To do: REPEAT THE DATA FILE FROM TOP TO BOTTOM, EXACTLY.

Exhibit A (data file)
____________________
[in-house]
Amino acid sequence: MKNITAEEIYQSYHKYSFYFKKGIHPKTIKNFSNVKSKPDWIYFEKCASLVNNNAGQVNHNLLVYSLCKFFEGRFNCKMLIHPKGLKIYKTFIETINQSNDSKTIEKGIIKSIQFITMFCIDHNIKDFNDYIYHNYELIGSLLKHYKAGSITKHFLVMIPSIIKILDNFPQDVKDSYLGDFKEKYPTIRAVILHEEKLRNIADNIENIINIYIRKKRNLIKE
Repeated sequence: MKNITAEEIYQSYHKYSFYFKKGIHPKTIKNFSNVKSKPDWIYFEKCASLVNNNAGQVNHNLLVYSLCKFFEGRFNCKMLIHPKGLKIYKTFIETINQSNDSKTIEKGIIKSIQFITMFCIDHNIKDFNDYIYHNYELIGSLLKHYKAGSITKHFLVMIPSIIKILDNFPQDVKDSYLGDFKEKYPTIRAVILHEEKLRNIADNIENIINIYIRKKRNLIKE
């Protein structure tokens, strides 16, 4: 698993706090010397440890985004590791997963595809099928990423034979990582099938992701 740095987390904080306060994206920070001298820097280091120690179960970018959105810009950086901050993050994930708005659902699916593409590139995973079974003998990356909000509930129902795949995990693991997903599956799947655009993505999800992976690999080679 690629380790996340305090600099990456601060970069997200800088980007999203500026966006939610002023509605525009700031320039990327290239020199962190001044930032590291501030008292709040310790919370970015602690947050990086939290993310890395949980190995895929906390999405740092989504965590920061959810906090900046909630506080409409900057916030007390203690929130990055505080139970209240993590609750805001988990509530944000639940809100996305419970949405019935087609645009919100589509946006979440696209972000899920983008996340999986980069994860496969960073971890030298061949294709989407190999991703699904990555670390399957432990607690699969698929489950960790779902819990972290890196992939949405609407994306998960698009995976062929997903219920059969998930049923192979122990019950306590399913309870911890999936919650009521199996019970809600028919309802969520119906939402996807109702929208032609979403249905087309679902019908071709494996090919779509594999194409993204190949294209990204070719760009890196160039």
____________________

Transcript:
[in-house]
Amino acid sequence: MKNITAEEIYQSYHKYSFYFKKGIHPKTIKNFSNVKSKPDWIYFEKCASLVNNNAGQVNHNLLVYSLCKFFEGRFNCKMLIHPKGLKIYKTFIETINQSNDSKTIEKGIIKSIQFITMFCIDHNIKDFNDYIYHNYELIGSLLKHYKAGSITKHFLVMIPSIIKILDNFPQDVKDSYLGDFKEKYPTIRAVILHEEKLRNIADNIENIINIYIRKKRNLIKE
Repeated sequence: MKNITAEEIYQSYHKYSFYFKKGIHPKTIKNFSNVKSKPDWIYFEKCASLVNNNAGQVNHNLLVYSLCKFFEGRFNCKMLIHPKGLKIYKTFIETINQSNDSKTIEKGIIKSIQFITMFCIDHNIKDFNDYIYHNYELIGSLLKHYKAGSITKHFLVMIPSIIKILDNFPQDVKDSYLGDFKEKYPTIRAVILHEEKLRNIADNIENIINIYIRKKRNLIKE
């Protein structure tokens, strides 16, 4: 698993706090010397440890985004590791997963595809099928990423034979990582099938992701 740095987390904080306060994206920070001298820097280091120690179960970018959105810009950086901050993050994930708005659902699916593409590139995973079974003998990356909000509930129902795949995990693991997903599956799947655009993505999800992976690999080679 690629380790996340305090600099990456601060970069997200800088980007999203500026966006939610002023509605525009700031320039990327290239020199962190001044930032590291501030008292709040310790919370970015602690947050990086939290993310890395949980190995895929906390999405740092989504965590920061959810906090900046909630506080409409900057916030007390203690929130990055505080139970209240993590609750805001988990509530944000639940809100996305419970949405019935087609645009919100589509946006979440696209972000899920983008996340999986980069994860496969960073971890030298061949294709989407190999991703699904990555670390399957432990607690699969698929489950960790779902819990972290890196992939949405609407994306998960698009995976062929997903219920059969998930049923192979122990019950306590399913309870911890999936919650009521199996019970809600028919309802969520119906939402996807109702929208032609979403249905087309679902019908071709494996090919779509594999194409993204190949294209990204070719760009890196160039």